Can you believe I've waited this long to go into detail on the fabulous food of Morocco? I wanted to establish the sense of place first, and now that you know where we are, it's time to dive into the world of gastronomy.
Just about every day we had a cooking class wherever we were with the local chef, which gave a nice comparison of different styles and techniques. The star attraction has to be the tagine. They cook everything in it - chicken, lamb, vegetables, eggs, you name it.
On our first day in Marrakech, the lovely Baija from Jnane Tamsna, helped us make chicken tagine with many different variations on spices and vegetables according to taste.
I made a spice filled chicken, artichoke and brussels sprout tagine with notes of ginger, turmeric, garlic, and cumin. The beauty of all of our cooking classes was that we'd get to eat our hard work for lunch or dinner afterwards. I was quite pleased with my chicken tagine.
In Marrakech, we put all the ingredients with the raw chicken in the tagine, and then on the fire outside to cook. At the Kasbah du Toubkal in Imlil, chef Omar cooked everything inside and browned the lamb before adding the rest of the ingredients like fresh figs and walnuts, which also made for a tasty, and more browned, meat.
At Sidi Kaouki, we totally switched things up and made Berber Omelets in the tagine using a base of tomatoes and spices, and then cooked the eggs right on top, resulting in a perfect breakfast dish for guests or yourself with some bread.
On our drive from Imlil back to Marrakech, we made the best of stops at Nectarome Gardens. Not only can they tell you about the healing properties of every herb in their garden, they also have fabulous oils, soaps, and lotions. As if that's not enough, they gave us a bread making lesson, with olive oil tasting and a wonderful afternoon.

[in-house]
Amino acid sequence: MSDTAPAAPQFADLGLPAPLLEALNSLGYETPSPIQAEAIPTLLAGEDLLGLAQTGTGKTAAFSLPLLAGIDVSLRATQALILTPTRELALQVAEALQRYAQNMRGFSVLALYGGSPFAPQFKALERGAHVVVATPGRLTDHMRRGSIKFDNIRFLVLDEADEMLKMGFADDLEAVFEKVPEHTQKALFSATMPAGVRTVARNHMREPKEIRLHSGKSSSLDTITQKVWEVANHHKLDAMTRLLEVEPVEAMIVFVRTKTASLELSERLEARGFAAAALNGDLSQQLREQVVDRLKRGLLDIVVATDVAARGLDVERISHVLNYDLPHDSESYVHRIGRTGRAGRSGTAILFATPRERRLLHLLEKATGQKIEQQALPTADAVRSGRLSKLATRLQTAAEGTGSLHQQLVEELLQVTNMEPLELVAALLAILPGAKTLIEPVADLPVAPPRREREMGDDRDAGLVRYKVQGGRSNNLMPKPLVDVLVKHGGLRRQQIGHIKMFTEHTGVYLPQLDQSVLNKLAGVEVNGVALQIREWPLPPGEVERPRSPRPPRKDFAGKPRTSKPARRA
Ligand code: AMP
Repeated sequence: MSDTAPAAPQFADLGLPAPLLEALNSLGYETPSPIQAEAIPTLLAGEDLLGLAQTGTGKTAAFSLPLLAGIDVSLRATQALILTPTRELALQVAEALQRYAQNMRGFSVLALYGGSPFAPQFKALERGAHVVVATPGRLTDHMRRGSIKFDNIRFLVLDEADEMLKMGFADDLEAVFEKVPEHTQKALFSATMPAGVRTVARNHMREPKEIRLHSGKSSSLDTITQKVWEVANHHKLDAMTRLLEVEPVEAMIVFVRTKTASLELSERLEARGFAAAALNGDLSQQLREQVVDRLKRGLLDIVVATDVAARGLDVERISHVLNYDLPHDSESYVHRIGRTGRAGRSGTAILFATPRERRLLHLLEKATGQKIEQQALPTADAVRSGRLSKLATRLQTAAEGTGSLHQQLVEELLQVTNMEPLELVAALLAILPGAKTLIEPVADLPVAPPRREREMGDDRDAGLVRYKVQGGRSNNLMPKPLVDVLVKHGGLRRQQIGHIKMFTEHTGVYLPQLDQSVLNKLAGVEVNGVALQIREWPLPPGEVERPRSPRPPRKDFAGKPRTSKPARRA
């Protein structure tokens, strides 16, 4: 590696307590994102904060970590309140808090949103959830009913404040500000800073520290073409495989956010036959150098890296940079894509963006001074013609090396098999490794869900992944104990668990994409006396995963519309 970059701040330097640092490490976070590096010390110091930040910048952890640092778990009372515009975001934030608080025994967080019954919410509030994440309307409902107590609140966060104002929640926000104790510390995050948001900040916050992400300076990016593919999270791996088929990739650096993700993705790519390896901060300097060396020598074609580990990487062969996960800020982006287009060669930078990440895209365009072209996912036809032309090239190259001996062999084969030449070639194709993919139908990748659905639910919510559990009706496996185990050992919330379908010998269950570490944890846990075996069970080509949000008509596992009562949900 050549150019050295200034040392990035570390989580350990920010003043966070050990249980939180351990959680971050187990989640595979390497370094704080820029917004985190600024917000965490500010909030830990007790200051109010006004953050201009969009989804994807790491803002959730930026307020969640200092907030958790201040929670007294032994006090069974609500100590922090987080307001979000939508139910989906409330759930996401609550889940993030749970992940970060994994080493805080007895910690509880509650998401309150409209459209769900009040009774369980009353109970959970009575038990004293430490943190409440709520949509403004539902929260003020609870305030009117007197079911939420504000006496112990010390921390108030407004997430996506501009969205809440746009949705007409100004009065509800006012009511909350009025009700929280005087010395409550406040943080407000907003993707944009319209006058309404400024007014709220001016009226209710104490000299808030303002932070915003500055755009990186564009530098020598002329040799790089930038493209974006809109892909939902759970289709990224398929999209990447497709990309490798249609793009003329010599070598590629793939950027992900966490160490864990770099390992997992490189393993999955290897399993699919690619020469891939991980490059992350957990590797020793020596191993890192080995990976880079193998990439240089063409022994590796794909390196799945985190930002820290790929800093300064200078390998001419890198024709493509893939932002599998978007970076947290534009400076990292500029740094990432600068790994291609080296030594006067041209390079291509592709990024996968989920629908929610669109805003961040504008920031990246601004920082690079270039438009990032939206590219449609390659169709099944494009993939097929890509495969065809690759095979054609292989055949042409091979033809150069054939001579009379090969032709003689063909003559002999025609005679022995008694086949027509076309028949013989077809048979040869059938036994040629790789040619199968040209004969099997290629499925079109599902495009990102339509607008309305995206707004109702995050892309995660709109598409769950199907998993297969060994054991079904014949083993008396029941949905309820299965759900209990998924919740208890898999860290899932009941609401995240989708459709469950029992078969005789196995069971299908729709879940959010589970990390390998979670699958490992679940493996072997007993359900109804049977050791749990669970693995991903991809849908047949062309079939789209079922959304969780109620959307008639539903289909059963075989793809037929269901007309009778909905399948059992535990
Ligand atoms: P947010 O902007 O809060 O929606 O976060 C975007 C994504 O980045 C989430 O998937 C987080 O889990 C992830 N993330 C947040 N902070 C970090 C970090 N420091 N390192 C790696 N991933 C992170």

Back in Marrakech, Baija patiently and energetically led us through many afternoons of cooking. We learned about different types of couscous, and how to cook it when it doesn't come in a box with boil and go instructions.
It requires much hand holding and caressing, and while it may be a sensual experience, I'm not 100% sure I noticed a great enough difference to give up my afternoon in exchange for the instant box variety.
I do have to say that it made for some lovely one plate presentations.
We also did a day playing with the similar flavors of Spain and Morocco by cooking a Spanish tortilla and a wonderful tapenade with figs, walnuts, olives and balsamic vinegar.
All of our cooking prepped us for a trip to the Spice Market in the Medina. You smell it before you see it, but the spices are all so fresh and fragrant that most of us ended up taking quite a few home. My little Parisian apartment (and my neighbors) have never smelled such things coming from my place.
Everywhere we went, we were treated to traditional Moroccan tea. The mint tea has about 25 pounds of sugar in it so naturally it's sinfully delicious. I tried to opt for the fresh Verbena tea when possible, which was lighter and still refreshing. There is much ceremony that goes into the making of the tea with multiple washings and specific pourings. Girls at the age of 12 are supposed to be able to make bread and perform the tea ritual, which then decides her fate as a wife. I did see some Lipton tea bags in a few locations, so not sure if that's what happens once you land the man.
Our final day we made kefta, spice filled meat balls, cooked in a bed of tomatoes and those were delicious and definitely something I will try to repeat again.
Unfortunately the painstaking pastilla was the least favorite dish, but it certainly looked pretty and a lot of love went into the making. I suppose it was a fitting ending to prepare us for the transition of cooking unsupervised.
It was a fluke though as every meal we had was really outstanding, and it was always served in a lovely location, usually under the stars with beautiful local greenery around us.